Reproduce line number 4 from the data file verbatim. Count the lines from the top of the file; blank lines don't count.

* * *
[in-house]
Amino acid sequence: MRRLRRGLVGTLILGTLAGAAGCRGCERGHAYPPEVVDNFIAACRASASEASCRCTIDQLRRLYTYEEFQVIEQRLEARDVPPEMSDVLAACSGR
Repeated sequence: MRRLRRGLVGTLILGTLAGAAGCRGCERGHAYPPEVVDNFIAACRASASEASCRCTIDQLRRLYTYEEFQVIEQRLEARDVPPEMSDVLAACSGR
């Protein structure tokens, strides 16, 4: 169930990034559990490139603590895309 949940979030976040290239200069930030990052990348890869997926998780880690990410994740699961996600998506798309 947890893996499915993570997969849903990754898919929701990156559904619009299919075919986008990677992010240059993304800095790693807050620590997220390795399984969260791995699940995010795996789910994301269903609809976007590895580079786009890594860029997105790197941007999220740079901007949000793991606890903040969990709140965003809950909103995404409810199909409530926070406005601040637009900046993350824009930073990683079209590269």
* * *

């Protein structure tokens, strides 16, 4: 169930990034559990490139603590895309 949940979030976040290239200069930030990052990348890869997926998780880690990410994740699961996600998506798309 947890893996499915993570997969849903990754898919929701990156559904619009299919075919986008990677992010240059993304800095790693807050620590997220390795399984969260791995699940995010795996789910994301269903609809976007590895580079786009890594860029997105790197941007999220740079901007949000793991606890903040969990709140965003809950909103995404409810199909409530926070406005601040637009900046993350824009930073990683079209590269």